• The backlog, is owned by a Chief Product Owner, with Feature Delivery Teams executing on the items in the Portfolio backlog through their work with their Product Owner. Arguably the activity of portfolio backlog management could be considered a Project Support Team responsibility, but clear accountability lies with the Chief Product Owner.
  • This portfolio backlog will contain significantly large enough activities for a Feature Delivery Team to break down and work on. These could be loosely called “Features” or may be even bigger and called “Initiatives” and “User Stories”. Most of the Project Support Team’s work however is risk and issue management and such doesn’t exist as a backlog but should equally be managed in a transparent manner.
  • The team’s regular cadence, more commonly known as a Scrum of Scrums, is focussed on mitigating risks and issues.

Product Support Team

In the duel relationship with the Project Support Team, the Product Support Team is an important group of people who own the multi-team related risks, issues and release activities related to the Product (sometimes considered a platform or channel).

Common activities that this team will own include:

  • Managing (solving and potentially further escalating) holistic risk to the product based on release drivers from the feature delivery teams
  • Aligning marketing campaigns to potentially drive down multiple messages being released at the same time for the same product
  • Working with other areas of the organisation to prepare them for release readiness
  • Demonstrating to all teams working on the Product the recent changes- think of this as a multi team Sprint Demonstration so that if teams are working on different projects they have the opportunity to be aligned with how the product is changing
  • UX consistency, patterns, standards and alignment where multiple feature delivery teams are impacting the same product zones
  • Architectural vision and guidance (note execution should be with the feature delivery teams)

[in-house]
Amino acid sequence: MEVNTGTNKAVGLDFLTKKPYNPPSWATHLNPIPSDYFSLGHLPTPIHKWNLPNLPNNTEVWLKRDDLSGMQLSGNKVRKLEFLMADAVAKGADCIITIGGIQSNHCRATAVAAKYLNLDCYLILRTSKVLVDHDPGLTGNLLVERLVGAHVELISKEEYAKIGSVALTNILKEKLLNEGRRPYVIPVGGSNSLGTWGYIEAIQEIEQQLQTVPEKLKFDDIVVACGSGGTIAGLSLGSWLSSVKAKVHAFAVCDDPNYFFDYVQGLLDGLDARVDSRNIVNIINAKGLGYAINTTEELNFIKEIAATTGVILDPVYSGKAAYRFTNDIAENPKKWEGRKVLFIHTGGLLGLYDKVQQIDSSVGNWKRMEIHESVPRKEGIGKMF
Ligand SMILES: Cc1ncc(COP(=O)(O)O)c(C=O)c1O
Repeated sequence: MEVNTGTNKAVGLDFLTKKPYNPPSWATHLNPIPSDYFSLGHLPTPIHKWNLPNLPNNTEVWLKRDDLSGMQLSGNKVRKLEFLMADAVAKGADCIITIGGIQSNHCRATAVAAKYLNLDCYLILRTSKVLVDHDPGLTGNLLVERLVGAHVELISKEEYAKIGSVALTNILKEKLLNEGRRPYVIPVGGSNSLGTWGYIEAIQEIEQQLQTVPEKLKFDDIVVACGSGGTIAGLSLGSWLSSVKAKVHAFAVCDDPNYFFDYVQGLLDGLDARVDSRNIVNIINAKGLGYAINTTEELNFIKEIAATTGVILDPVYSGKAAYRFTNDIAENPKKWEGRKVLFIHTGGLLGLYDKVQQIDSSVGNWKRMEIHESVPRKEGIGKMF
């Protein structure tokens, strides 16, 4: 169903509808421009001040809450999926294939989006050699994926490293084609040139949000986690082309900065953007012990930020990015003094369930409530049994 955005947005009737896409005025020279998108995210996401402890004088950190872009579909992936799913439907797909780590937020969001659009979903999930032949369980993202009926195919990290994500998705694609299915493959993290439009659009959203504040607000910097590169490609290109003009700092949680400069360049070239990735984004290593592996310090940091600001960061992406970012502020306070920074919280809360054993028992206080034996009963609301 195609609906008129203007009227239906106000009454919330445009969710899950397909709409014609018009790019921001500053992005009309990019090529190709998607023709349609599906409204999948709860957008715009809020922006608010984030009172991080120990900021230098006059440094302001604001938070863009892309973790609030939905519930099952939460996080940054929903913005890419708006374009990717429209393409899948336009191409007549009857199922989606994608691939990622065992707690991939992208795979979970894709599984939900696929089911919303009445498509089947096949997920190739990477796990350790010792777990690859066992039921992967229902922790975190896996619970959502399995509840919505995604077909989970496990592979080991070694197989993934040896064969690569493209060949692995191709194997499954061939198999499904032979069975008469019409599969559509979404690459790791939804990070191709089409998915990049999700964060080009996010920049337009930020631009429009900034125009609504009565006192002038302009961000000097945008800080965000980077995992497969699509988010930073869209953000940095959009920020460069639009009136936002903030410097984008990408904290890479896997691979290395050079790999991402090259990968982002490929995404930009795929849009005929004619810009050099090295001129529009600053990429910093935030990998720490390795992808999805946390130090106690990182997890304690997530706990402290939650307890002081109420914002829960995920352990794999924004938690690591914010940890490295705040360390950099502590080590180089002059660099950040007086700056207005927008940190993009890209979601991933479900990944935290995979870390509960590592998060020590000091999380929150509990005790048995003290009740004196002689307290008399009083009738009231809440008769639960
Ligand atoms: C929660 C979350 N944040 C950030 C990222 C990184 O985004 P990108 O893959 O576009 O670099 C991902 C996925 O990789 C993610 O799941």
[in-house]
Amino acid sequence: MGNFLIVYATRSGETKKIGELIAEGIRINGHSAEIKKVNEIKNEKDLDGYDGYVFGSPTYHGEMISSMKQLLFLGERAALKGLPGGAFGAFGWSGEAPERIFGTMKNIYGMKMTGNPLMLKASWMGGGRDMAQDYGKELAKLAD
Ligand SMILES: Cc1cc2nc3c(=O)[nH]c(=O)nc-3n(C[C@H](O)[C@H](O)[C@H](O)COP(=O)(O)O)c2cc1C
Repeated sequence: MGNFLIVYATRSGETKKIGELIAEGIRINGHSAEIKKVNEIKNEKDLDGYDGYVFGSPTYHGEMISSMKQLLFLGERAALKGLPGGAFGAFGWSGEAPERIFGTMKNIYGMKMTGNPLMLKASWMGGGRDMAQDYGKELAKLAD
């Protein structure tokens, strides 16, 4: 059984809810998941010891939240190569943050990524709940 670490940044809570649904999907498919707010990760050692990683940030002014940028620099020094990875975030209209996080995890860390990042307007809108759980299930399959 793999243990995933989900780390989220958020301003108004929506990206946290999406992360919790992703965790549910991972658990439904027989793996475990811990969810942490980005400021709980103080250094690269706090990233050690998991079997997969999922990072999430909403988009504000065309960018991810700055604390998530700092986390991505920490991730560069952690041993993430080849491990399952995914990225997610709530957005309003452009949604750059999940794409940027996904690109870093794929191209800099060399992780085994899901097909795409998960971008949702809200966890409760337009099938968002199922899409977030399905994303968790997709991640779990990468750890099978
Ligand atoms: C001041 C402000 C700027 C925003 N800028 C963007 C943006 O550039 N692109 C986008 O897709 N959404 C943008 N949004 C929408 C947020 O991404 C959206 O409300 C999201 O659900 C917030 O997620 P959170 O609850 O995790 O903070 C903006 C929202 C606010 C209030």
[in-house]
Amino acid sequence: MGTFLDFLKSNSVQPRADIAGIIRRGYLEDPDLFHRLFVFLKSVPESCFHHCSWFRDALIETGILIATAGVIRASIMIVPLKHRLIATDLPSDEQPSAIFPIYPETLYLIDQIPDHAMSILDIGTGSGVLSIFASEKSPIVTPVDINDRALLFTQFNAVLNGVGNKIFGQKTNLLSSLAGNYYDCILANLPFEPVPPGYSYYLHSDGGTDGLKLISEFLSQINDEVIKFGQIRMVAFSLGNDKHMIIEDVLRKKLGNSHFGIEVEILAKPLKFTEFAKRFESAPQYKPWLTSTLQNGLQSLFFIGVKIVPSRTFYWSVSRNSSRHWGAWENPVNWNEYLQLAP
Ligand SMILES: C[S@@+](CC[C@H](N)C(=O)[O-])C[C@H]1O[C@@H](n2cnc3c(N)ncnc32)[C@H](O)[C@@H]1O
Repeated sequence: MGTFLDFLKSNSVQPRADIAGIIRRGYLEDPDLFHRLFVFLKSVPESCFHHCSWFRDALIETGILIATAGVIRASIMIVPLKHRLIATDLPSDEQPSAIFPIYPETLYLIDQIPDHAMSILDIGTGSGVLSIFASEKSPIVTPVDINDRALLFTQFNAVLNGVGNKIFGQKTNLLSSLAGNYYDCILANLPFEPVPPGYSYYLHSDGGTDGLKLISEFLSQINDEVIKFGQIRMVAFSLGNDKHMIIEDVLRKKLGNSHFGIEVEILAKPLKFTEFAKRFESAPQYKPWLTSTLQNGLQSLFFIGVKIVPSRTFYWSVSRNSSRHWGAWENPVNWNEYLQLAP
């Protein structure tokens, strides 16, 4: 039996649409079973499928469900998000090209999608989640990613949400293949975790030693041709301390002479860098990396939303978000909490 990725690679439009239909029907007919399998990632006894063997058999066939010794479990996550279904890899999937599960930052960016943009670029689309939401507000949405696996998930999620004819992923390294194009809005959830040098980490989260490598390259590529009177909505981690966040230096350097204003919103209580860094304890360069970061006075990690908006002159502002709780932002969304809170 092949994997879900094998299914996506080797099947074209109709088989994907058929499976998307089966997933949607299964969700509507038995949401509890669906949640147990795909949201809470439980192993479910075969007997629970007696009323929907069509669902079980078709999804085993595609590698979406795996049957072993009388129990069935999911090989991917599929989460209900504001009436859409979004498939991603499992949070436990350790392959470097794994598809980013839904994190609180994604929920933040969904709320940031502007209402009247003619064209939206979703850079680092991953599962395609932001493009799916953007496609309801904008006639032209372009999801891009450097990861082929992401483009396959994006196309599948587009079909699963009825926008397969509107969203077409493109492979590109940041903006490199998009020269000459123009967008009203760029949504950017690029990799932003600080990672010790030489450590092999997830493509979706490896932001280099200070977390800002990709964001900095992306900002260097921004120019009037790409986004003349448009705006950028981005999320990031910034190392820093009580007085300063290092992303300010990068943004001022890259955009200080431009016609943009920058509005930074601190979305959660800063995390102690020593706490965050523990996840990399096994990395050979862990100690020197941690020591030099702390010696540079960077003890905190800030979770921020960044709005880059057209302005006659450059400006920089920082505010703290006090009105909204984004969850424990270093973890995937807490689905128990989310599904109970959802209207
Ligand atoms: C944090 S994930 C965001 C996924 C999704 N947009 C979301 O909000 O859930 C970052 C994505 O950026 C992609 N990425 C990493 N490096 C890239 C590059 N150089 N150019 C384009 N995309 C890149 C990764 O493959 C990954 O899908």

• Performance and penetration testing
  • Capability uplift of teams with respect to critical changes to either the product or process to deliver on the product

In a number of cases, the greater the amount of automation that this team or the feature delivery teams can build in to reduce the above activities, the better – especially when it comes to release and testing automation. Note that I haven’t even mentioned production acceptance regression testing as I do fully expect the feature delivery teams to build up this suite.

In SAFe, this is where the Release Train Engineer and the Architecture related elements may fit in, but I don’t really see this team as delivering architectural features, they are responsible for product delivery capability.

There are three points that need to be highlighted for the Product Support Team:

  • The backlog, unlike the Project Support Team, is likely a multi Product Owner scenario, with the full Product Support Team driving and agreeing to priority.
  • This backlog will contain activities for the team to work on. These could be loosely called “Features” and “User Stories”, but the customer in most of this work is not going to be an end user and is more likely to be an internal customer such as the Project Support Teams, the Feature Delivery Team, Marketing, IT Service Centre, Risk or Compliance areas of the organisation. This work is expected to provide an outcome that results in either increased customer retention (through minimised interruptions/updates), or increased cost avoidance (through risk avoidance).
  • The team’s regular cadence, more commonly known as a Scrum of Scrums, is focussed on mitigating risks and issues, transparency and execution of both release management and of capability uplift activities.

Conclusion

I understand that many people will read this blog and go “that’s not very Agile”, but the reality is that a transformation doesn’t happen overnight and unless you have a horde of Agile Coaches going across massive 30,000 people, you are going to have to pick and choose battles, with those battles often not immediately targeting both governance, finance and human resources sections of the organisation.

This is a way of an intermediary step until you may be ready to transform systemic organisationally wide dysfunctions.

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One thought on “Scaling Scrum: A new consideration of team types

  1. I don’t see this as not agile.

    In fact I’m not entirely sure that in a “perfect agile organisation” this wouldn’t be required.

    I guess the concept I would use is the Balcony and the Dance floor. There is a definite need for both a Balcony view of the environment to help guide direction, as well as an focus on execution and movement.

    Depending on the scale of a product you might need the support teams on the Balcony, and at time you might not..

    I do think one of the other considerations that is typically glossed over is the customer/business capacity for consuming change. In a large org Alignment of the volume of change with the capacity to consume it may be appropriate within a support team because of the sheer number of parties involved.